In all the discussions about social stratification, I always look out for the voice of the well-off parent. What does he or he say about the current clamour? About how well-off parents leverage on their social networks, use their social capital or pour their financial resources into the upbringing of their children?
We hear little from them in public, probably because it would be impolitic for them to speak in the current environment.
The concept of closed circles isn’t a new one. Prime Minister Lee Hsien Loong mentioned it in a National Day rally speech in 2013.
“ The system has to be open, meaning there cannot be barriers to entry. Outstanding students must always be able to make it to the top to get into these institutions and you cannot have a closed, self-perpetuating elite – I am here, my children are here, you are not in this magic circle, you cannot come in. Some societies become like that. We must never become like that. We must have many pathways in our system, an open system so students can come in. If they do not fit, they go out. If later on, they develop, they could come in.’’
He announced that the Direct Schools Admission policy would be expanded and that places in schools set aside for students whose parents are “unconnected’’.
Five years later, we’re still grappling with closed circles.
I can’t help but think we are pussy-footing around the issue. It’s very Singaporean to make a dramatic statement, and then moderate it with a “but’’. That is, things aren’t so bad after all.
So Raffles Institution has a less diverse student population now, “but’’ 53 per cent of the boys still hail from public housing. That’s a dubious “but’’ given that it’s not representative of the population in public housing.
Income inequality is high “but’’ not if you take into account transfers to the lower income. In other words, they are not as badly off as a plain Gini co-efficient demonstrates.
There is no poverty line in Singapore “but’’ we can roughly use $1,300 a month because that’s what the National Wages Council seems to think is the right amount. The “but’’ is mine, by the way.
All that moderation is compounded by a paucity of statistics. Asked by TODAY to respond to an article on social stratification, the Education ministry said that eight in 10 schools today have a “relatively balanced mix” of students, with at least 5 per cent of students from both the top and bottom socio-economic quintiles.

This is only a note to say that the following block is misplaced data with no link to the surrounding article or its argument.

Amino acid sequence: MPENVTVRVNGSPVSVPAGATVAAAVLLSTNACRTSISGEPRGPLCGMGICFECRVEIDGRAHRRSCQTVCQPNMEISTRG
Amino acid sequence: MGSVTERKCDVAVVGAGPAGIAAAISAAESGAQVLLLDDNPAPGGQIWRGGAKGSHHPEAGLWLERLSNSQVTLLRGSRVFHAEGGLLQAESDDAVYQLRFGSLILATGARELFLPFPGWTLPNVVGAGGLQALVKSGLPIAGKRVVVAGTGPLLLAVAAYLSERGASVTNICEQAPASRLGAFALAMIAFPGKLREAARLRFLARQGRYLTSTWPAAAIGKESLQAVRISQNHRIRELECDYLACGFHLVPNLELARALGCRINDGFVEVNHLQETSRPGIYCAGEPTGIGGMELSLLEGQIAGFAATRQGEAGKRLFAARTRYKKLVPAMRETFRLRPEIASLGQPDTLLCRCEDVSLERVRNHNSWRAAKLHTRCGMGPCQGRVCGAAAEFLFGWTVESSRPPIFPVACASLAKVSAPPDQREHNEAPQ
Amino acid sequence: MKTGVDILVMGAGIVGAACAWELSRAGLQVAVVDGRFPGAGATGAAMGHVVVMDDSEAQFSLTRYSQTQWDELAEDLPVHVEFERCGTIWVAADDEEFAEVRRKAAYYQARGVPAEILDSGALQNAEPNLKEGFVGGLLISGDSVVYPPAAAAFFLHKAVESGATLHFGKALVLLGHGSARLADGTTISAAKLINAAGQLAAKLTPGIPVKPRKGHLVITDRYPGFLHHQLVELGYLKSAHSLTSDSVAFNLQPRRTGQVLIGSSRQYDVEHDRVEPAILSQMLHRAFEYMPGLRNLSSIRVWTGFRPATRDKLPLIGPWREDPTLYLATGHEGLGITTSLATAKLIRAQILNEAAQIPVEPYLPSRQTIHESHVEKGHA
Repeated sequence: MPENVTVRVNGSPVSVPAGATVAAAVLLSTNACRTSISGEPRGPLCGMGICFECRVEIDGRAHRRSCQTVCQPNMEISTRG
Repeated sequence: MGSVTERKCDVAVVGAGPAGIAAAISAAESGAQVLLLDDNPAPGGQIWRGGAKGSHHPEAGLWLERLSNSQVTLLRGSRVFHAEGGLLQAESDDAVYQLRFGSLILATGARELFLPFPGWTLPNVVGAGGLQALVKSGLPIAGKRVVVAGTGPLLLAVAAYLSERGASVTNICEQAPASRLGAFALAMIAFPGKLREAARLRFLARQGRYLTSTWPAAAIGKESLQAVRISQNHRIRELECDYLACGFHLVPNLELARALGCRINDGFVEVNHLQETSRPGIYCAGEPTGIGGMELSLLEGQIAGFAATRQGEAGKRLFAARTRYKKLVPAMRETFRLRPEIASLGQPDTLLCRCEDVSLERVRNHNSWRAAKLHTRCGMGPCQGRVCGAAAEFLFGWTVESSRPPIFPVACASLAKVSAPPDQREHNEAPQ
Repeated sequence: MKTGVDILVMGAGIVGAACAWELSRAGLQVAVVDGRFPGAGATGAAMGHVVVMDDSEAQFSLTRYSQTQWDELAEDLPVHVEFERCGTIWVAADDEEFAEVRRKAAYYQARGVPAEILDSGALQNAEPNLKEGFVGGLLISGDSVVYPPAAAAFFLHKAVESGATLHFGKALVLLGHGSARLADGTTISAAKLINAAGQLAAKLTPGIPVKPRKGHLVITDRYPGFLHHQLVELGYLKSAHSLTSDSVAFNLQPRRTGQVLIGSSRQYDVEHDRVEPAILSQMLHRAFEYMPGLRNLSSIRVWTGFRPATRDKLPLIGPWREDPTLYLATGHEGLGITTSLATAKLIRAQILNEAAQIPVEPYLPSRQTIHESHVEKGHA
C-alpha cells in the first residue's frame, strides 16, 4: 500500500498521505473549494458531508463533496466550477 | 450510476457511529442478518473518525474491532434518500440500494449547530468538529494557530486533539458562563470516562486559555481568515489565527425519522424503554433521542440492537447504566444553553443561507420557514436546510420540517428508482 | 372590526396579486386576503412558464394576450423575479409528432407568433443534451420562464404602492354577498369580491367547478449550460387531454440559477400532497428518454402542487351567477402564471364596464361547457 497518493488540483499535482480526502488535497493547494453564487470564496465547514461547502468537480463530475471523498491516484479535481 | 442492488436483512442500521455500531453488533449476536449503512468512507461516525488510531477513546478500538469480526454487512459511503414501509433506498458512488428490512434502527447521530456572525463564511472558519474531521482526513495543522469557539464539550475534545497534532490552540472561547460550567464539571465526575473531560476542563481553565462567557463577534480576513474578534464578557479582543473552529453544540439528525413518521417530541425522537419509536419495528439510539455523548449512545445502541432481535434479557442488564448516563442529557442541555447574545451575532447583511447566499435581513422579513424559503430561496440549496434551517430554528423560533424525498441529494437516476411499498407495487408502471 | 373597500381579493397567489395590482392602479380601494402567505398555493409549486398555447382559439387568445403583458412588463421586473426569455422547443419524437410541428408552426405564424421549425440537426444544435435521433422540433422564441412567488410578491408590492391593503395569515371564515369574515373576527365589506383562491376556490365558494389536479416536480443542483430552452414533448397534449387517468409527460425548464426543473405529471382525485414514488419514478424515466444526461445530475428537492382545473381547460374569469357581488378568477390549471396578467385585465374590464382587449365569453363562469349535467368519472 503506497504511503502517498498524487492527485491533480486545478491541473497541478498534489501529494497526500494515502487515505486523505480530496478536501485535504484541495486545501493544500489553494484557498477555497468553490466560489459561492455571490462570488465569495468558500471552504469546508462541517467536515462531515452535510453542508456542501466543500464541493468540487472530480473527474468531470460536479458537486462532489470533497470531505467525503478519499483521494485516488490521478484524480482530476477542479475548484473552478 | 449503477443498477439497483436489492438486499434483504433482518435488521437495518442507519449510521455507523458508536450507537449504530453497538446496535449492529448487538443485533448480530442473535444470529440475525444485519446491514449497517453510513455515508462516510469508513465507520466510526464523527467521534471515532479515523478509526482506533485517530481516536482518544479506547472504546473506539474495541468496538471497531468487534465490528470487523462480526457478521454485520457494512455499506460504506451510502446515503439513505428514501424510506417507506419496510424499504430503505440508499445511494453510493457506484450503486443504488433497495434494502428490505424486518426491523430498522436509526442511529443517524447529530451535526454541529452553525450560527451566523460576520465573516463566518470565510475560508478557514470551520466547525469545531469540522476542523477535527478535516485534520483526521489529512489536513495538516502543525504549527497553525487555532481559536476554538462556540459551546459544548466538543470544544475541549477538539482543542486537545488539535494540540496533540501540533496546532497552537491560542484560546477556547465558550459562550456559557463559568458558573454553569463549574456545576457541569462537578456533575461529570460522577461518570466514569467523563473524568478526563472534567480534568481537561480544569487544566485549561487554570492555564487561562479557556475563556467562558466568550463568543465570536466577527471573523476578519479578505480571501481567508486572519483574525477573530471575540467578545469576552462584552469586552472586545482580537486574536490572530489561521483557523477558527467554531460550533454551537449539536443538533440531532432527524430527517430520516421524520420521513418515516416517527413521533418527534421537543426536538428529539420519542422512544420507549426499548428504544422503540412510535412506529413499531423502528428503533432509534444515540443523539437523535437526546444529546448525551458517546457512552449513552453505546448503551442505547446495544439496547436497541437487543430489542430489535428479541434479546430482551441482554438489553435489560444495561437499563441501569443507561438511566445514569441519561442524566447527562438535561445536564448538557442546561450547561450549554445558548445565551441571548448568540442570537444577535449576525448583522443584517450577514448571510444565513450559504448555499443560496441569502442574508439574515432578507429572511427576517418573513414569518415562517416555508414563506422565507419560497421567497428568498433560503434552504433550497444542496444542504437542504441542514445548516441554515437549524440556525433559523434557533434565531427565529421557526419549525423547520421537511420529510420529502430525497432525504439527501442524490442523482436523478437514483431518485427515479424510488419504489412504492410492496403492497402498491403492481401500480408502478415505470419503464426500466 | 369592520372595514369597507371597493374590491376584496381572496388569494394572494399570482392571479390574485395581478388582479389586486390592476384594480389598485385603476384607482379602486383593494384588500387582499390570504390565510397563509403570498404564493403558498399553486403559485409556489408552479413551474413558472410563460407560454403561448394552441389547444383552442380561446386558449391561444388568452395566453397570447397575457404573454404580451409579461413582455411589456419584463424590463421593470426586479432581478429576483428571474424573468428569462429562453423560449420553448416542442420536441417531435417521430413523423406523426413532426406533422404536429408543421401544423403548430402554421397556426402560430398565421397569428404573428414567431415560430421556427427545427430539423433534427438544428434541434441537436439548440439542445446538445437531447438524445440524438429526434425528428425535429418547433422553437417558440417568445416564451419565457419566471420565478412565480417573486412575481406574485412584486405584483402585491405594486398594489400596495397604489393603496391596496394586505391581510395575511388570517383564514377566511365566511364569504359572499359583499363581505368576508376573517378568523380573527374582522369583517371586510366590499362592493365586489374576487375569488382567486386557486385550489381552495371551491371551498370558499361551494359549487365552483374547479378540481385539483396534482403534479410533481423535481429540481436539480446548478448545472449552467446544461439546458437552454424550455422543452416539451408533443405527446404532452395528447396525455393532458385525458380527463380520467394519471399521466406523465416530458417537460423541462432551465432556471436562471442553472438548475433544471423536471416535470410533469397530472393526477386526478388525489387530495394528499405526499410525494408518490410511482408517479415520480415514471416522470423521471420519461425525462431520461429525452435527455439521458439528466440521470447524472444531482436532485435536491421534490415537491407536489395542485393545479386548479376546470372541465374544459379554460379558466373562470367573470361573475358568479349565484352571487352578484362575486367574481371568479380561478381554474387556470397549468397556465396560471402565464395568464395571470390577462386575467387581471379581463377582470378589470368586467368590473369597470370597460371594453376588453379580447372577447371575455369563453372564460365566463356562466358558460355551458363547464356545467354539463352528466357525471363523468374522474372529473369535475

I don’t think such a statement sheds any light on the issue. If social stratification is threatening to tear society apart, then it behoves the G to give us some statistics to chew on. Does the class divide coincide with racial lines, for example.
In my view, the issue is worth a thorough whole-of-G examination. We should turn over every stone in our fiscal, housing, education, social policies to see what sort of active G intervention is needed to ensure the openness of the Singapore system.
Efforts seem piece-meal – there is KidStart for underprivileged children, the expansion of MOE kindergartions and now, mixing rental and owner-occupied flats in future projects.
Perhaps, we should also look at co-curricular activities in schools.
Last year, Deputy Prime Minister Tharman Shanmugaratnam said some co-curricular activities are “far too ethnically defined”.
Football is dominated by Malays and sports like table tennis, volleyball and basketball appear to draw Chinese, although some schools like Dunman and Jurong Secondary have been deliberate in forming multi-racial basketball teams, he noted. In contrast, football in Singapore in the 1970s and 1980s was very multicultural, he said.
“How about the rest of the world? You have all sorts of countries playing basketball, volleyball and table tennis. In our region itself, the Indonesians, the Filipinos, are top in basketball and volleyball. We are trapping ourselves too easily, and it is not difficult to change,” he said.
What about the role of ethnic self-help groups and Community Development Councils? Are self-help groups perpetuating closed circles or should the G intervene to direct help through CDCs? Are the grassroots organisations run by the People’s Association too oriented towards providing activities for public housing residents or should it play a bigger role in encouraging social mixing?
It’s a worthy topic for the 4G leaders to handle, one that should draw the participation of Singaporeans from all walks of life in the proposed second Singapore conversation. It has a firm objective, unlike the multifarious first Singapore Conversation.
We can all bring our minds to bear on it – and possibly hear from those who have kept their opinions to themselves.
I mean, why should a well-off parent not send his child to the top school he used to study in, pile enrichment lessons and private tuition on the kid and stop him from making friends with the lower classes in case the friends turn out to be a bad influence?